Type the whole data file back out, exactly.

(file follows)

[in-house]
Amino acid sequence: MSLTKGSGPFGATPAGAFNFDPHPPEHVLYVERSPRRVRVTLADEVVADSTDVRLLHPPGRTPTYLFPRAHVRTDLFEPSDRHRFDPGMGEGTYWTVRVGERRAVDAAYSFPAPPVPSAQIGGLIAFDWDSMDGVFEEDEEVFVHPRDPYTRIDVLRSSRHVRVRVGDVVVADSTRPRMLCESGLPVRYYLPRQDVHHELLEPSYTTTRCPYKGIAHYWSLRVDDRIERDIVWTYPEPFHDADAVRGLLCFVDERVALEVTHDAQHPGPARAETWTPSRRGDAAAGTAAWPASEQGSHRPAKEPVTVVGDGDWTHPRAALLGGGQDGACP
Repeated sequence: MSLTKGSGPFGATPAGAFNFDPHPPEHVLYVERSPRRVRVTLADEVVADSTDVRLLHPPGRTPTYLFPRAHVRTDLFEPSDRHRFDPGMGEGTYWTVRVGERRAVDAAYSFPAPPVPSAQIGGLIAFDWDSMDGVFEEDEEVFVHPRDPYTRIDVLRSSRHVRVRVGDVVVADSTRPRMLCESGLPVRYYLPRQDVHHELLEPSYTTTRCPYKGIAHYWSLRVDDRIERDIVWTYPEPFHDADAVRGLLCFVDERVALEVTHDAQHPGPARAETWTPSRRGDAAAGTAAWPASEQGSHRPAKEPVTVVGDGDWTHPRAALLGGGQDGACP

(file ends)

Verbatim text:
[in-house]
Amino acid sequence: MSLTKGSGPFGATPAGAFNFDPHPPEHVLYVERSPRRVRVTLADEVVADSTDVRLLHPPGRTPTYLFPRAHVRTDLFEPSDRHRFDPGMGEGTYWTVRVGERRAVDAAYSFPAPPVPSAQIGGLIAFDWDSMDGVFEEDEEVFVHPRDPYTRIDVLRSSRHVRVRVGDVVVADSTRPRMLCESGLPVRYYLPRQDVHHELLEPSYTTTRCPYKGIAHYWSLRVDDRIERDIVWTYPEPFHDADAVRGLLCFVDERVALEVTHDAQHPGPARAETWTPSRRGDAAAGTAAWPASEQGSHRPAKEPVTVVGDGDWTHPRAALLGGGQDGACP
Repeated sequence: MSLTKGSGPFGATPAGAFNFDPHPPEHVLYVERSPRRVRVTLADEVVADSTDVRLLHPPGRTPTYLFPRAHVRTDLFEPSDRHRFDPGMGEGTYWTVRVGERRAVDAAYSFPAPPVPSAQIGGLIAFDWDSMDGVFEEDEEVFVHPRDPYTRIDVLRSSRHVRVRVGDVVVADSTRPRMLCESGLPVRYYLPRQDVHHELLEPSYTTTRCPYKGIAHYWSLRVDDRIERDIVWTYPEPFHDADAVRGLLCFVDERVALEVTHDAQHPGPARAETWTPSRRGDAAAGTAAWPASEQGSHRPAKEPVTVVGDGDWTHPRAALLGGGQDGACP